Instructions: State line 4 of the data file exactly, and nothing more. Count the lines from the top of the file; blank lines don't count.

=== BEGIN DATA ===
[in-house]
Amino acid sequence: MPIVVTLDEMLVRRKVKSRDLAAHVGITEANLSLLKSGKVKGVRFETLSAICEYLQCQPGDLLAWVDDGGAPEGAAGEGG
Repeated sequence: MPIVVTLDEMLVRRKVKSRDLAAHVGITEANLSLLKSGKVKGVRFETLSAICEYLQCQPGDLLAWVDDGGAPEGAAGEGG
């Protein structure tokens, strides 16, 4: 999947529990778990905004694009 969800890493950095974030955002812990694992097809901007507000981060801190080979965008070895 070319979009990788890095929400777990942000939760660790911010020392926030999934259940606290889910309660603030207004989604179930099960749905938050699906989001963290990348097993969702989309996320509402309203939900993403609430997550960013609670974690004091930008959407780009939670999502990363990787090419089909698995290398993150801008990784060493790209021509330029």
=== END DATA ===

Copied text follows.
């Protein structure tokens, strides 16, 4: 999947529990778990905004694009 969800890493950095974030955002812990694992097809901007507000981060801190080979965008070895 070319979009990788890095929400777990942000939760660790911010020392926030999934259940606290889910309660603030207004989604179930099960749905938050699906989001963290990348097993969702989309996320509402309203939900993403609430997550960013609670974690004091930008959407780009939670999502990363990787090419089909698995290398993150801008990784060493790209021509330029």